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Semin Cancer Biol. 2005 Aug;15(4):319-26.

Cyclin E as a prognostic and predictive marker in breast cancer.

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Department of Surgical Oncology, The University of Texas, M.D. Anderson Cancer Center, Houston, TX 77030, USA.


Breast cancer is the most common cancer in American women and is second only to lung cancer as the leading cause of death among women with solid tumors. Although chemotherapy and hormonal therapy are widely used in the primary treatment of breast cancer, appropriate selection of patients for such treatment remains challenging. Traditional prognostic factors --such as age, lymph node status, tumor size, tumor grade, and hormone receptor status--have been useful in assessing the risk for development of metastatic disease and these have been incorporated into a program that is available online for risk assessment ( Molecular markers have not been incorporated into this schema but certainly have the potential for further refining risk assessment. Once the risk of recurrence is established for each patient, this can then be used to determine the potential effectiveness of hormonal therapy, chemotherapy, or the combination of these treatments. While the use of this web-based system has certainly empowered physicians and patients in making adjuvant therapy decisions, it is inadequate for precise stratification of patient cohorts into responders versus non-responders to systemic agents. Identification of accurate prognostic indicators and predictors of response have the potential to profoundly impact treatment selection for individual patients. Further, identification of prognostic factors with underlying biology that can serve as therapeutic targets will be important for identification and treatment of high-risk patients. Here we discuss the role of cyclin E as a prognostic marker and predictive factor in breast cancer management and the potential to use this marker as a target for therapy.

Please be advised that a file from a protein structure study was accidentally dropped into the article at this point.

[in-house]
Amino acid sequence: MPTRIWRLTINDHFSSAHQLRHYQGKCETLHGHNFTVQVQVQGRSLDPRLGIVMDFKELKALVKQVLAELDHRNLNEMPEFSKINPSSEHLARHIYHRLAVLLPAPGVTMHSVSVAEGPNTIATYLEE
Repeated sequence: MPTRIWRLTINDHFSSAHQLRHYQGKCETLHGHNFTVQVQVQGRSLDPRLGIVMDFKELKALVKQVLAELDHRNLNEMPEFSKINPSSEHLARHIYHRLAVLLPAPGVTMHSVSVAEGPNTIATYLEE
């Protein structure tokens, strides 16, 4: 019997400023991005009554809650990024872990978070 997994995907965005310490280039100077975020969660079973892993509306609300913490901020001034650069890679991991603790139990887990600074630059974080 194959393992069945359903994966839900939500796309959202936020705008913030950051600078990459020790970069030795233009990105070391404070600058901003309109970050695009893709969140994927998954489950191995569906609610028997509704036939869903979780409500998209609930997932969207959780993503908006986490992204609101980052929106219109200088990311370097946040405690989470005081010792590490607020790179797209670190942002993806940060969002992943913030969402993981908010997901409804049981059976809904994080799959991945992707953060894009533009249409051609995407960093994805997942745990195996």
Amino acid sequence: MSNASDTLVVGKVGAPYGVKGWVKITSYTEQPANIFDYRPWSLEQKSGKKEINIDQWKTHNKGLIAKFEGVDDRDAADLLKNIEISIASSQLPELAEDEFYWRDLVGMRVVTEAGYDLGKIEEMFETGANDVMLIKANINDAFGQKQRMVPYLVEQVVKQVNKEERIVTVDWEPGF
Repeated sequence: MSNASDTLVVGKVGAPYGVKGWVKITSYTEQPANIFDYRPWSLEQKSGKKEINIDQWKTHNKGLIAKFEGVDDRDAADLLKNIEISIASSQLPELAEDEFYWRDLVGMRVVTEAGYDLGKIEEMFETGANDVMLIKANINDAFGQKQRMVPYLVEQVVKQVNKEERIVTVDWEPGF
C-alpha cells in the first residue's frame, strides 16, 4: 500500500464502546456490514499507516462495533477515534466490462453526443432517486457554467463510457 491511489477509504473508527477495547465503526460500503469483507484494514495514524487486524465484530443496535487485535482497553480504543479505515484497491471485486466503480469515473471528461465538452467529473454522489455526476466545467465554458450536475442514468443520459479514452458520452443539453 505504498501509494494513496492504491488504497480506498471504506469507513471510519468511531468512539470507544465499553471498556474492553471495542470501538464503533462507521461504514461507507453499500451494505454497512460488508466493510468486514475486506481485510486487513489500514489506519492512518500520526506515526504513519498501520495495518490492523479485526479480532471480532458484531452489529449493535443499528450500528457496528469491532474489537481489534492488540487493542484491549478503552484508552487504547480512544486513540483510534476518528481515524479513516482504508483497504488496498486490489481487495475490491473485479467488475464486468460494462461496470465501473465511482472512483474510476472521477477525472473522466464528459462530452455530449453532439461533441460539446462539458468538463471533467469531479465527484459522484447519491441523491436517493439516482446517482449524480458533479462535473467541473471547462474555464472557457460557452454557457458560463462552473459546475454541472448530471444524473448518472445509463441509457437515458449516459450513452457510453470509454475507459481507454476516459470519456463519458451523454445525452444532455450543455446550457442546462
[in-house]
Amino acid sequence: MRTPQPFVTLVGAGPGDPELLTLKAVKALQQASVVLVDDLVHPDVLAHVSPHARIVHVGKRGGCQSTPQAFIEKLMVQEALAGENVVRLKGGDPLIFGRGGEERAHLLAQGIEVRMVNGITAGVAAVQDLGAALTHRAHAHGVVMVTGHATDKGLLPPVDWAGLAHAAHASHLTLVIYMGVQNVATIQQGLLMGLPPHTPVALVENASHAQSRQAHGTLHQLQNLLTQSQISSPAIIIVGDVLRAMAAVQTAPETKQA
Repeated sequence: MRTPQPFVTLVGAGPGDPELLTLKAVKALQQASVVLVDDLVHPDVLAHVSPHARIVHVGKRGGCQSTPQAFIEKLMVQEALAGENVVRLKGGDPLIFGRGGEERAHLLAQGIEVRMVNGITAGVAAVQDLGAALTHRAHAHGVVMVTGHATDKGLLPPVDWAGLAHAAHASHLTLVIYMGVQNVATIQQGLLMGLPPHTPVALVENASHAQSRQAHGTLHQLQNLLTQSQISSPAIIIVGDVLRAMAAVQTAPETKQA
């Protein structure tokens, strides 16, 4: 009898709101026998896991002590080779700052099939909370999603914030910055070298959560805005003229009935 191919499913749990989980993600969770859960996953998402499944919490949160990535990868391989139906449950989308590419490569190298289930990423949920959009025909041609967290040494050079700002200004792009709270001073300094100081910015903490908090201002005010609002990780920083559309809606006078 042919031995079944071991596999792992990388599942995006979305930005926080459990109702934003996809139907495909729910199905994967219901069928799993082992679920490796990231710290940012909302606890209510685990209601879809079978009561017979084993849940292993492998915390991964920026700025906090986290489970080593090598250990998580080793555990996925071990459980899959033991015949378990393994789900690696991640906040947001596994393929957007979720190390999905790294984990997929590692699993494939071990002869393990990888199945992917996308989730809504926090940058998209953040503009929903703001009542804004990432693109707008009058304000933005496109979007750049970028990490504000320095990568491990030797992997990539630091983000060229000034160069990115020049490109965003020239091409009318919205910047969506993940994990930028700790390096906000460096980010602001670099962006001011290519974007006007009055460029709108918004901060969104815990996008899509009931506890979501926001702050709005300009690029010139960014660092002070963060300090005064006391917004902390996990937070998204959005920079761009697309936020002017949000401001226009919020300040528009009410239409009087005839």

[Indexed for MEDLINE]

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